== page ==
Afghanistan, Lest We Forget
[guest post by JVW]
As we catch the final dying embers of 2021, let’s not forget that one of the biggest fiascos of the past two administrations is still unresolved. National Review Online has the details:
In mid December, Bryan Stern and two of his colleagues did something few Americans have done since late summer — they flew into Afghanistan. Their goal was to rescue 47 American citizens and permanent residents stranded in the Taliban-controlled country.
Once on the ground in Kabul, Stern and his colleagues with the civilian rescue organization Project Dynamo gathered with their evacuees in safehouses, making sure everyone had a negative Covid test, and had all their vaccinations and travel documents. The next day, the group traveled to the airport, boarded three commercial planes, and flew to New York via Dubai.
“Every one of them has been trying to leave since August,” Stern told National Review of this newest batch of Afghanistan evacuees his volunteer group rescued. “Grown men and fathers cried on my arm when we went wheels up.”
While the Biden Administration is content to move on to omicron and Build Back Better, it’s comforting to know that there are still groups who are working to ensure that U.S. citizens and our Afghan allies are rescued from potential danger at the hands of the newly-emboldened Taliban. Meanwhile, of course, the administration continues to lie and obfuscate about the situation on the ground, and rescue group participants find our government to be a less-than-dedicated partner:
Stern has focused his most recent efforts on rescuing American citizens and green-card holders, people who can fly commercially to the United States. But efforts by dozens of private rescue groups who have focused their energy on saving other American allies in the 20-year war — people who typically don’t have the paperwork for a direct path into the U.S. — have slowed to a crawl.
Leaders of some of those groups who spoke to National Review are pointing fingers at the U.S. Department of State. They say the State Department is doing little to help them rescue American allies, and in some cases it is actively blocking their efforts. They’re calling on President Joe Biden’s administration to do more to help them save the people they once served with.
In their defense, the State Department argues that they do in fact appreciate the efforts of the rescue teams, and that the department is coordinating with them to check manifests and help ensure that evacuees are eligible to be permanently resettled in the U.S. Of course, one might argue, that is the absolutely minimum that the government can offer seeing as how it is sort of their responsibility to vet arrivals to our shores (yes I know: this duty is not entirely operative at our southern border). But the rescue groups are in fact struggling to hold evacuees in safehouses and keep them fed and protected during the period when they wait for the OK from the State Department. Jesse Jensen, a former Army Ranger who co-founded Task Force Argo and is running as a Republican for a Congressional seat in Washington, says that his organization managed to get 2,000 Americans and allies out of Afghanistan between August and October, but accuses the State Department of constantly changing the criteria for resettlement which is causing evacuation delays of eight weeks in some cases. And naturally the government isn’t shy about trodding all over private sector initiatives:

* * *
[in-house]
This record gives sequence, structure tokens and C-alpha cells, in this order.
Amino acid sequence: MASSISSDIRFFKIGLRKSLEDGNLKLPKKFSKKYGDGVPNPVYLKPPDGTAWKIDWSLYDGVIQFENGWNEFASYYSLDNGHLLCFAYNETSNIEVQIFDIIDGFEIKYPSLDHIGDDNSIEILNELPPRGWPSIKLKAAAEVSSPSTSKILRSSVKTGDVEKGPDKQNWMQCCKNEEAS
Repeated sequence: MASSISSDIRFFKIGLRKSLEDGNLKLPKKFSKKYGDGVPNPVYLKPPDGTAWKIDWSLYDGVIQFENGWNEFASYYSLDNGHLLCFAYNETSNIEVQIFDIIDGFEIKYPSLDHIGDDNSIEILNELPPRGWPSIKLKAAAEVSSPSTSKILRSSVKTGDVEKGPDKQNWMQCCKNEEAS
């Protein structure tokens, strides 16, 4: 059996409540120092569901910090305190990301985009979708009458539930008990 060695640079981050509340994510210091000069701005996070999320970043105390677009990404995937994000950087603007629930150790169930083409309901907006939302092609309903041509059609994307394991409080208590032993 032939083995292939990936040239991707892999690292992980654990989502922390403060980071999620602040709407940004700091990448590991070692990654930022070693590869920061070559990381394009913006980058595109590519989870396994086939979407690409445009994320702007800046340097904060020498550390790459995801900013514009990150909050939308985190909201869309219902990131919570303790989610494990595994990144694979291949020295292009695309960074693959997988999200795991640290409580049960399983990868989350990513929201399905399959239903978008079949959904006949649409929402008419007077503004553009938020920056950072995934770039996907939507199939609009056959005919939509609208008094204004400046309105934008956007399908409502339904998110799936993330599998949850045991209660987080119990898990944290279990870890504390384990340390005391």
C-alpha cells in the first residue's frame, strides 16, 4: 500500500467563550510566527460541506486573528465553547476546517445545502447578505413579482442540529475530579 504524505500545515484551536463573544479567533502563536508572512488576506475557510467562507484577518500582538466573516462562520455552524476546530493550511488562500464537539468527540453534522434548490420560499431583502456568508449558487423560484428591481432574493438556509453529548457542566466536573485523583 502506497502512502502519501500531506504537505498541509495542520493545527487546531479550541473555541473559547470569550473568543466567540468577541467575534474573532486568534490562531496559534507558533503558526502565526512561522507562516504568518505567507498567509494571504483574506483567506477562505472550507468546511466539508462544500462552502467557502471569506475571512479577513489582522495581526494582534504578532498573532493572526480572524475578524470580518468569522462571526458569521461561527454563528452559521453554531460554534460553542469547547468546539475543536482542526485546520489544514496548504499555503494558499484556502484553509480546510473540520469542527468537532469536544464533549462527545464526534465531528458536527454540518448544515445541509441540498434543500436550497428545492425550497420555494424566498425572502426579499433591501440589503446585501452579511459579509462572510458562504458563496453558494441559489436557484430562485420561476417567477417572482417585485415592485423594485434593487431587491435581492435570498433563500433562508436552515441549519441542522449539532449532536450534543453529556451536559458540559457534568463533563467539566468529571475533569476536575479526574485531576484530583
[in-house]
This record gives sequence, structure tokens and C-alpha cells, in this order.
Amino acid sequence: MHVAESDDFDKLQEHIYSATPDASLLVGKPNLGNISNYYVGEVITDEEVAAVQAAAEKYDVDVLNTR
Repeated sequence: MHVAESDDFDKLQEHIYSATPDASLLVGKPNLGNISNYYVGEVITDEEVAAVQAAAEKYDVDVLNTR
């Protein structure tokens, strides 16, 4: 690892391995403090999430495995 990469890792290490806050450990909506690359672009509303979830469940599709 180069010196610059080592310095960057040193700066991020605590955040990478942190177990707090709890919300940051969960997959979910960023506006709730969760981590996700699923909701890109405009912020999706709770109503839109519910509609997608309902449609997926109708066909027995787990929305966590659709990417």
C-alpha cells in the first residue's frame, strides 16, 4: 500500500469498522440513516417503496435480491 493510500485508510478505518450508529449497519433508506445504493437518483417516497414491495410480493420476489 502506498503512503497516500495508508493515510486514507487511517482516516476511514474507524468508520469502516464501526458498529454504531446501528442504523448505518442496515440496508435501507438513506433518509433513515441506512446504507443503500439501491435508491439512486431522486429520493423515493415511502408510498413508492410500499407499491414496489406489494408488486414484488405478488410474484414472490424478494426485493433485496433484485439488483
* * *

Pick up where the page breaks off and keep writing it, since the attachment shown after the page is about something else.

At one point, Jensen said, his organization negotiated 1,000 beds with a third-party “lily-pad country” to place their evacuees, but the state department “stole those beds from us” so they could resettle a separate group of evacuees who had initially been sent to Germany.
“The Germans were like, ‘We’re not going to keep these people. You need to get rid of them,’” Jensen said, alleging that a state department official reached out to his organization and said, “we need those beds, but it has to be your idea. It can’t come from us.”
The State Department declined to address Jensen’s allegation in its email to National Review.
For its part, the State Department claims that there are now fewer than a dozen U.S. citizens remaining in Afghanistan who wish to leave, which strikes me as arguing that anyone stuck in that hellhole is there by their own fault, which has become the standard talking point for the Administration and its defenders. In other contexts we call this “victim blaming,” but perhaps none of that is operative when the adults are back in charge as Official Washington is so fond of saying. And if you think our government is hostile to our citizens in Afghanistan, imagine what it must be like to be an Afghan ally of ours:
“I don’t think the current administration has any intentions of ever evacuating the men that fought and bled next to us, and their families,” said Ben Owen, the chief executive of Flanders Fields, an organization originally founded to help homeless veterans. Flanders Fields also joined the Afghanistan relief efforts over the summer.